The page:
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Answerman - Why Are Motion-Smoothing Televisions So Terrible For Anime?


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SailorPluto1313



Joined: 26 Jan 2016
Posts: 59
PostPosted: Mon Jan 23, 2017 1:07 pm Reply with quote
This is actually really interesting; I'm glad I took the time to read it. As always, I love the columns, so thank you. Now I have to go home and check my TV settings Very Happy Oh the things one can learn on Anime News Network Anime hyper
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VanGosroth



Joined: 24 Mar 2006
Posts: 238
PostPosted: Mon Jan 23, 2017 1:21 pm Reply with quote
Wut? How can people watch it without frame interpolation on. The panning shots are so choppy it makes it unwatchable for me.
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Lord Starfish



Joined: 25 Nov 2014
Posts: 115
PostPosted: Mon Jan 23, 2017 1:22 pm Reply with quote
Ugh, motion interpolation. You know, until recently I was working at an electronics store and all the TVs there were basically just showing a five-minute scene from a nature documentary (Specifically the first five episodes of the Seasonal Forests episode of Planet Earth), chosen specifically because of all the panning shots which would demonstrate how smooth the motion looked and such... After a while I got very good at spotting all the cases where the picture fell apart because of the TV not knowing what to do with it. Thankfully my own TV seems to have been just old and cheaply made enough that it doesn't even have this feature, so I didn't even have to bother turning it off. But yeah, from where I'm standing pretty much every kind of automatic image-processing should be turned off immediately. Sharpness enhancing? Get out. Dynamic contrast? No. Interpolation? Oh god no. And while my dad's old TV was old enough that it didn't have interpolation, it did have those other two things with the added infuriating detail that there was no way to disable them. So when I was looking for my own TV about a year and a half ago, my criteria were very simple: I want a 1080p TV, and it has to be possible to turn off all the post-processing so I can just get a proper image. Thankfully this turned out to be pretty easy to find as it seems my dad's old TV and its forced sharpening and dynamic contrast was an anomaly.
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ultimatehaki



Joined: 27 Oct 2012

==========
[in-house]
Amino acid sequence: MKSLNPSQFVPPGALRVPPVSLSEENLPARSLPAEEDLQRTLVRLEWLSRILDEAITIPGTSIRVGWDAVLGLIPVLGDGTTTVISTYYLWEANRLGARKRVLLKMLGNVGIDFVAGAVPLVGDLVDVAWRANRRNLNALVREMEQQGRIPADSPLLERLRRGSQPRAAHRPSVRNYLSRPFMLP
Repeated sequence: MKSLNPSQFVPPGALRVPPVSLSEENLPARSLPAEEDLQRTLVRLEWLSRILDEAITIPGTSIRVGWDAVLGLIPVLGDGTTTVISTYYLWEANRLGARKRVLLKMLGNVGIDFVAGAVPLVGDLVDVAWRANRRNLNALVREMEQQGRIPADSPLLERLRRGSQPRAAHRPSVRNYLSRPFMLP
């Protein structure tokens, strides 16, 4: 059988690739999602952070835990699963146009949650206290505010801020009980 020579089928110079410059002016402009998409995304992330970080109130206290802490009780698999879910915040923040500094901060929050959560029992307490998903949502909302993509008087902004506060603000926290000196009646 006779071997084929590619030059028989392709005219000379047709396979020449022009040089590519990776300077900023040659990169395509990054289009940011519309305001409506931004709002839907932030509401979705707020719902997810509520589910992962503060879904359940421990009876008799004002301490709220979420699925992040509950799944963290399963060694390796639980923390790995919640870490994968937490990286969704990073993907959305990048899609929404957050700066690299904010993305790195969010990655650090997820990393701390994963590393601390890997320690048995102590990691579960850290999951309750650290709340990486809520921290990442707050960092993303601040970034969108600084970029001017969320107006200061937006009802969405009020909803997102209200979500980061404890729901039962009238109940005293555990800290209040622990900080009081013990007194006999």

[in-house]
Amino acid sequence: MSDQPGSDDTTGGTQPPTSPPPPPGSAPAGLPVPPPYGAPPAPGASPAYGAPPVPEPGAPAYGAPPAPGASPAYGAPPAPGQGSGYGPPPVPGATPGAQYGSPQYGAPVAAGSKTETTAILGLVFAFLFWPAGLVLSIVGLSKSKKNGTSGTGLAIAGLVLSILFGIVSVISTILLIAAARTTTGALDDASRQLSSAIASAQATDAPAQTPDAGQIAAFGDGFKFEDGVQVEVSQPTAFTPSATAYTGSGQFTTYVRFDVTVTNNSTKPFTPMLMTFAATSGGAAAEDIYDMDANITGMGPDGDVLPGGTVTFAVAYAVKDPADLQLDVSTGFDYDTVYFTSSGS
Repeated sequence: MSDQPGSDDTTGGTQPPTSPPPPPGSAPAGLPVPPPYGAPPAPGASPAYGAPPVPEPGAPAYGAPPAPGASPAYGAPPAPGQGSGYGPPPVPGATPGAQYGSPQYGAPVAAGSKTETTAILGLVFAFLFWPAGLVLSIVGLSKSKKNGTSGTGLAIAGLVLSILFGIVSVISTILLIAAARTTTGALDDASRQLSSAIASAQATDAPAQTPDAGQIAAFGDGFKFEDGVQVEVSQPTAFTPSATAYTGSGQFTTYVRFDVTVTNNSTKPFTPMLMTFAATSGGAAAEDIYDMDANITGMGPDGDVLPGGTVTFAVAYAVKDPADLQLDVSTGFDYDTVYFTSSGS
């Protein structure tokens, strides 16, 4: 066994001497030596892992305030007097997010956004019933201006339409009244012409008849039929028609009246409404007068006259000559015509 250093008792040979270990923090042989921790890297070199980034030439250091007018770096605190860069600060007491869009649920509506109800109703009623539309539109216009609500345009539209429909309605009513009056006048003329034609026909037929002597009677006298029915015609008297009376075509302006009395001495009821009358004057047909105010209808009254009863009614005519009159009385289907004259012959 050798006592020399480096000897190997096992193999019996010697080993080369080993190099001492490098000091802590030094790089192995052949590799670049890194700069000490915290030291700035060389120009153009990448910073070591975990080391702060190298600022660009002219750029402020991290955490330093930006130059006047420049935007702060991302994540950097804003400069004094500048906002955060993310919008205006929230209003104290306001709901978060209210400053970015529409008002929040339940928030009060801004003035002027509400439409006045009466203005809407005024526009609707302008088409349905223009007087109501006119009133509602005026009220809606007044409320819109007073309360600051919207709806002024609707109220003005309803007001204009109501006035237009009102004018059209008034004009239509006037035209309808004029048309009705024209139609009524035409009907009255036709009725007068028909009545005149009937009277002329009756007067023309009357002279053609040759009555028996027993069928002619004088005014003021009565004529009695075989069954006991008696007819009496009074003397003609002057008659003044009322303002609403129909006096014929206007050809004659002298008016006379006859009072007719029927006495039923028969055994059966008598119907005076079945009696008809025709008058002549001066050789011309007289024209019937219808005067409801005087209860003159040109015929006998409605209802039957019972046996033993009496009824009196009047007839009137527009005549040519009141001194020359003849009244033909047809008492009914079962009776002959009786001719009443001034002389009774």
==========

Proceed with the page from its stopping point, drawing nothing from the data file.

Posts: 446
PostPosted: Mon Jan 23, 2017 1:28 pm Reply with quote
Didn't really understand any of this but I'll check out my TV settings and see if I can tell the difference.
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Just Passing Through



Joined: 04 Apr 2011
Posts: 185
PostPosted: Mon Jan 23, 2017 1:30 pm Reply with quote
Even if you turn off all the image processing from a TV's menu, there will still be some processing going on somewhere. With flashing images (machine gun fire in action movies), my Panasonic HD TV tends to strobe, so you have to go into the picture settings, you know, Cinema, Live, Sport and so on, and switch it to Game Mode, which has the fastest refresh rate, as it turns off most of the image processing that you can't normally access as a user. Result no strobing.

The thing is that TVs need image processing like Tru Motion and the like, as broadcast television is so poor, especially SD channels.

I've actually kept a couple of CRT sets to watch SD TV on and those really old interlaced NTSC anime DVDs mastered from video sources.
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lesterf1020
Collector ExtraordinaireCollector Extraordinaire


Joined: 29 Apr 2008
Posts: 278
Location: Trinidad and Tobago
PostPosted: Mon Jan 23, 2017 1:35 pm Reply with quote
Forgive my ignorance but I thought that the problem wasn't 24fps but rather watching something shot at 24fps and designed to be shown at 24fps on 60hz TV's and monitors. Afterall there is no need for interpolation if you watch 24fps on a 24fps projector.
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natureman



Joined: 15 Dec 2009
Posts: 2
PostPosted: Mon Jan 23, 2017 1:39 pm Reply with quote
I hate this feature. I see it on TVs everywhere and it bothers me so much. I honestly don't get how other people cant tell the difference, everything just looks so fake.
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marshall2000_uk



Joined: 04 Jan 2007
Posts: 44
PostPosted: Mon Jan 23, 2017 1:53 pm Reply with quote